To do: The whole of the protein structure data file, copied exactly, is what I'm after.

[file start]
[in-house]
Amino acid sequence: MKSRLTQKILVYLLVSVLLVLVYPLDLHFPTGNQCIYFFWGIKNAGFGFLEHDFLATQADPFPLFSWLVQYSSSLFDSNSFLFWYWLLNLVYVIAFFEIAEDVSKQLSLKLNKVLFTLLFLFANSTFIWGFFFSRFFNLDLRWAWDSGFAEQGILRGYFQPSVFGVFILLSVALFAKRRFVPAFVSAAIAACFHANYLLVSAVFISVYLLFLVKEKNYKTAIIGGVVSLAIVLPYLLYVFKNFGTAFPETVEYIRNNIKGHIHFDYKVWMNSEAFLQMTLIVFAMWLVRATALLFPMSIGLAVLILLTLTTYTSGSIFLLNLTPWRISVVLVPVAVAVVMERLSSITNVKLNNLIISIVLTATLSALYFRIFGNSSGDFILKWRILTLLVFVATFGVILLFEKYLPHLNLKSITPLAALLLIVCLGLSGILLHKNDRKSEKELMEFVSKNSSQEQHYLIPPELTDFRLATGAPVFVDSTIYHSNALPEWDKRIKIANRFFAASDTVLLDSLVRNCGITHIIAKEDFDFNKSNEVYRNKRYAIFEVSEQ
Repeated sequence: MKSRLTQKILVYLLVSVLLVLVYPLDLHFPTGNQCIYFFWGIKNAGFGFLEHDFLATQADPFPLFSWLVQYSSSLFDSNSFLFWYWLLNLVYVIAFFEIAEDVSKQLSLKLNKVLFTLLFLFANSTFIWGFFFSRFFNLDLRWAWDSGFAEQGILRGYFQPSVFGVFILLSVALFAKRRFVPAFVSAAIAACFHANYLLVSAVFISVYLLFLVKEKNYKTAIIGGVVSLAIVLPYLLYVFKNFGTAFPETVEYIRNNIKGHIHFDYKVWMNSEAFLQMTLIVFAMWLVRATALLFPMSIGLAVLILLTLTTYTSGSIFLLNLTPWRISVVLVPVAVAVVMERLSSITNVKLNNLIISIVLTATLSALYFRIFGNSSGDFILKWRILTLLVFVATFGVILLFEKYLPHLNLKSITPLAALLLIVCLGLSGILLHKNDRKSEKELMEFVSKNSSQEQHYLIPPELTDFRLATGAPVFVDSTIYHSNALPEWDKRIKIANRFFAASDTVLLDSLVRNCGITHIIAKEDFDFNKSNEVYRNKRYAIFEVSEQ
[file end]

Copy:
[in-house]
Amino acid sequence: MKSRLTQKILVYLLVSVLLVLVYPLDLHFPTGNQCIYFFWGIKNAGFGFLEHDFLATQADPFPLFSWLVQYSSSLFDSNSFLFWYWLLNLVYVIAFFEIAEDVSKQLSLKLNKVLFTLLFLFANSTFIWGFFFSRFFNLDLRWAWDSGFAEQGILRGYFQPSVFGVFILLSVALFAKRRFVPAFVSAAIAACFHANYLLVSAVFISVYLLFLVKEKNYKTAIIGGVVSLAIVLPYLLYVFKNFGTAFPETVEYIRNNIKGHIHFDYKVWMNSEAFLQMTLIVFAMWLVRATALLFPMSIGLAVLILLTLTTYTSGSIFLLNLTPWRISVVLVPVAVAVVMERLSSITNVKLNNLIISIVLTATLSALYFRIFGNSSGDFILKWRILTLLVFVATFGVILLFEKYLPHLNLKSITPLAALLLIVCLGLSGILLHKNDRKSEKELMEFVSKNSSQEQHYLIPPELTDFRLATGAPVFVDSTIYHSNALPEWDKRIKIANRFFAASDTVLLDSLVRNCGITHIIAKEDFDFNKSNEVYRNKRYAIFEVSEQ
Repeated sequence: MKSRLTQKILVYLLVSVLLVLVYPLDLHFPTGNQCIYFFWGIKNAGFGFLEHDFLATQADPFPLFSWLVQYSSSLFDSNSFLFWYWLLNLVYVIAFFEIAEDVSKQLSLKLNKVLFTLLFLFANSTFIWGFFFSRFFNLDLRWAWDSGFAEQGILRGYFQPSVFGVFILLSVALFAKRRFVPAFVSAAIAACFHANYLLVSAVFISVYLLFLVKEKNYKTAIIGGVVSLAIVLPYLLYVFKNFGTAFPETVEYIRNNIKGHIHFDYKVWMNSEAFLQMTLIVFAMWLVRATALLFPMSIGLAVLILLTLTTYTSGSIFLLNLTPWRISVVLVPVAVAVVMERLSSITNVKLNNLIISIVLTATLSALYFRIFGNSSGDFILKWRILTLLVFVATFGVILLFEKYLPHLNLKSITPLAALLLIVCLGLSGILLHKNDRKSEKELMEFVSKNSSQEQHYLIPPELTDFRLATGAPVFVDSTIYHSNALPEWDKRIKIANRFFAASDTVLLDSLVRNCGITHIIAKEDFDFNKSNEVYRNKRYAIFEVSEQ